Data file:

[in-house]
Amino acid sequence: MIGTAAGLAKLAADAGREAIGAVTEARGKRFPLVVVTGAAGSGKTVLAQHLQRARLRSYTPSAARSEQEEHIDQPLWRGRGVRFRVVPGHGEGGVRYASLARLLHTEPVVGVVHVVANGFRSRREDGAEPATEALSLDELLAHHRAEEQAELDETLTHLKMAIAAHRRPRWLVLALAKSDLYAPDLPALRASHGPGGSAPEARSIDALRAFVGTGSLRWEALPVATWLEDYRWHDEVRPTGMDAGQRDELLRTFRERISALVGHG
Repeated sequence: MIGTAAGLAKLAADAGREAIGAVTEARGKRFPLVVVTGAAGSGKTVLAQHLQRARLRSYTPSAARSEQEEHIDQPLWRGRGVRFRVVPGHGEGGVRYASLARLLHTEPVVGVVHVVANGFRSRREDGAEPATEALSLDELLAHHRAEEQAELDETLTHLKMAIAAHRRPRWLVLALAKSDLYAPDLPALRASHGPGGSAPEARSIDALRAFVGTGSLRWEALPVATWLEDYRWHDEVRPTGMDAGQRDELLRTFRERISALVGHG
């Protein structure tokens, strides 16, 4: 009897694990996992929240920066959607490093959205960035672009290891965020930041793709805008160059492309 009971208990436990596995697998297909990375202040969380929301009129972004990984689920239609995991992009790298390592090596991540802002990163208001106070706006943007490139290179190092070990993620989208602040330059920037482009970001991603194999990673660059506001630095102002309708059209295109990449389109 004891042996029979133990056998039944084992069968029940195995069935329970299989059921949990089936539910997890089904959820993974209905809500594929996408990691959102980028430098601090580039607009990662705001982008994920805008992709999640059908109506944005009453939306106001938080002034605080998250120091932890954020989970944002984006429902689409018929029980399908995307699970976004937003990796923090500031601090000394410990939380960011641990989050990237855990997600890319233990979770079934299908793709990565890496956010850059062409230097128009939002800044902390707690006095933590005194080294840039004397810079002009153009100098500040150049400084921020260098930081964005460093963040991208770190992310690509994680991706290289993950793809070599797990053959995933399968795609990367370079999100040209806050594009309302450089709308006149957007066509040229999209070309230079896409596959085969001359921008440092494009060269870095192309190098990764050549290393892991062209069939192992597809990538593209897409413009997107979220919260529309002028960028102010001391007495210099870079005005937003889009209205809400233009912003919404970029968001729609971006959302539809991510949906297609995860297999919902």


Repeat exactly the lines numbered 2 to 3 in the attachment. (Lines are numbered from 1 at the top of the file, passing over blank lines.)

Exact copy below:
Amino acid sequence: MIGTAAGLAKLAADAGREAIGAVTEARGKRFPLVVVTGAAGSGKTVLAQHLQRARLRSYTPSAARSEQEEHIDQPLWRGRGVRFRVVPGHGEGGVRYASLARLLHTEPVVGVVHVVANGFRSRREDGAEPATEALSLDELLAHHRAEEQAELDETLTHLKMAIAAHRRPRWLVLALAKSDLYAPDLPALRASHGPGGSAPEARSIDALRAFVGTGSLRWEALPVATWLEDYRWHDEVRPTGMDAGQRDELLRTFRERISALVGHG
Repeated sequence: MIGTAAGLAKLAADAGREAIGAVTEARGKRFPLVVVTGAAGSGKTVLAQHLQRARLRSYTPSAARSEQEEHIDQPLWRGRGVRFRVVPGHGEGGVRYASLARLLHTEPVVGVVHVVANGFRSRREDGAEPATEALSLDELLAHHRAEEQAELDETLTHLKMAIAAHRRPRWLVLALAKSDLYAPDLPALRASHGPGGSAPEARSIDALRAFVGTGSLRWEALPVATWLEDYRWHDEVRPTGMDAGQRDELLRTFRERISALVGHG